Figure 1.

Tonic currents in neocortical layer 2/3 neurons induced by GABA or THIP. (A) Whole cell patch clamp recordings of GABAA receptor-mediated spontaneous IPSCs. sIPSCs were blocked by direct injection of the GABAA receptor antagonist SR95531 (>100 μM) into the slice chamber. (B) Elevated extracellular GABA (10 μM NO-711 + 0.8 μM GABA) and (C) THIP (1 μM) induced a SR95531-sensitive tonic current. (D) Histogram showing the GABAA receptor-mediated tonic current normalized to the capacitance for neurons without treatment (n = 31), in 0.8 μM NO-711 + 10 μM GABA (n = 5) and in 1 μM THIP (n = 9, error bars show SEM).

Figure 1.

Tonic currents in neocortical layer 2/3 neurons induced by GABA or THIP. (A) Whole cell patch clamp recordings of GABAA receptor-mediated spontaneous IPSCs. sIPSCs were blocked by direct injection of the GABAA receptor antagonist SR95531 (>100 μM) into the slice chamber. (B) Elevated extracellular GABA (10 μM NO-711 + 0.8 μM GABA) and (C) THIP (1 μM) induced a SR95531-sensitive tonic current. (D) Histogram showing the GABAA receptor-mediated tonic current normalized to the capacitance for neurons without treatment (n = 31), in 0.8 μM NO-711 + 10 μM GABA (n = 5) and in 1 μM THIP (n = 9, error bars show SEM).

The Concentration Dependency of THIP-induced tonic GABAA currents

Sedation occurs at plasma concentrations of THIP in the low micromolar range, so we wanted to examine the concentration dependency of THIP on GABAA receptor currents in layer 2/3 neurons. Figure 2AC shows plots of the holding current before and after an SR95531 application (>100 μM). THIP concentrations >0.3 μM induced robust tonic currents, while >1 mM THIP would be needed to reach the maximum response. From the graph in Figure 2D, an EC50 of 44 μM was determined (n = 4– 9 per THIP concentration).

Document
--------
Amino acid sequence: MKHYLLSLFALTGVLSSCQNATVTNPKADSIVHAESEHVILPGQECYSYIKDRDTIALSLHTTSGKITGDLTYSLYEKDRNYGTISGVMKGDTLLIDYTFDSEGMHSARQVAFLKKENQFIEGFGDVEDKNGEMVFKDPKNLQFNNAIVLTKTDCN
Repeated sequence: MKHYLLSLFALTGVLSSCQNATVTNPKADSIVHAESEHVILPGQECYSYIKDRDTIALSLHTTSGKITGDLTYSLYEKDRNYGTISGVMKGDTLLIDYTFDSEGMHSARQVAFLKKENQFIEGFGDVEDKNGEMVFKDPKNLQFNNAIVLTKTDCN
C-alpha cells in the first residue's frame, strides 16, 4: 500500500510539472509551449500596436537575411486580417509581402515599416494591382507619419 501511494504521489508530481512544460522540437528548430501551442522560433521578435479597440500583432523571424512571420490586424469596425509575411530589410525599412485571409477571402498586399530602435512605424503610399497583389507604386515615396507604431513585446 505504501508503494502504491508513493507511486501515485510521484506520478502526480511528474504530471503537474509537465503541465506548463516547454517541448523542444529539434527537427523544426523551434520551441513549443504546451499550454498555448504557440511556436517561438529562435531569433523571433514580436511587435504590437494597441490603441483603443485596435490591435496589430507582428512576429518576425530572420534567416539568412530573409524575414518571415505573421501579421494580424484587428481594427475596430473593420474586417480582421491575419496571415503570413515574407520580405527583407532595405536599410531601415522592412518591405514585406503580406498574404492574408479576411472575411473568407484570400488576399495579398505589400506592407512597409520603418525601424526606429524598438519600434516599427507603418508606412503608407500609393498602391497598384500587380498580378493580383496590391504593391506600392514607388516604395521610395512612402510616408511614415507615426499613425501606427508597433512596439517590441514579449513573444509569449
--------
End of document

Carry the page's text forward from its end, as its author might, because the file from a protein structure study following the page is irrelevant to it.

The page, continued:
Figure 2.

THIP induces a concentration dependent tonic current in neocortical layer 2/3 neurons. (AC) Plots of the holding current in neurons showing SR95531 sensitive tonic currents following increasing concentrations of THIP (1, 3 and 30 μM respectively). (D) Dose–response curve showing the tonic current mediated by increasing bath concentrations of THIP. The EC50 value was 44 μM. Several neurons were tested at each THIP concentration (n = 4–9 neurons per point). At the lower concentrations, the response to THIP was very consistent between neurons.

Figure 2.

THIP induces a concentration dependent tonic current in neocortical layer 2/3 neurons. (AC) Plots of the holding current in neurons showing SR95531 sensitive tonic currents following increasing concentrations of THIP (1, 3 and 30 μM respectively). (D) Dose–response curve showing the tonic current mediated by increasing bath concentrations of THIP. The EC50 value was 44 μM. Several neurons were tested at each THIP concentration (n = 4–9 neurons per point). At the lower concentrations, the response to THIP was very consistent between neurons.

The Tonic THIP Current Correlates with δ-Subunit Expression in Mouse Neocortex

As shown by Peng and coworkers, the expression of the δ-subunit of GABAA receptors displays a region-specific pattern in the mouse brain (Peng et al., 2002). For the neocortex, there is a clear difference in the δ-expression between the superficial and deep layers, being strongest in layers 1–3. Since THIP is a putative δ-subunit preferring agonist, we tested the effects of THIP in layer 2/3 versus layer 5 neurons. Holding currents recorded from a layer 2/3 and layer 5 neuron during SR95531 injection are shown in Figure 3A and 3B, respectively. The THIP-induced current was 44% larger in layer 2/3 (43.2 ± 4.7 pA, n = 9) compared with layer 5 (30.1 ± 3.5 pA, n = 10, P < 0.05) neurons (Fig. 3C), consistent with the hypothesis that the actions of THIP are related to the δ-subunit expresison.

Figure 3.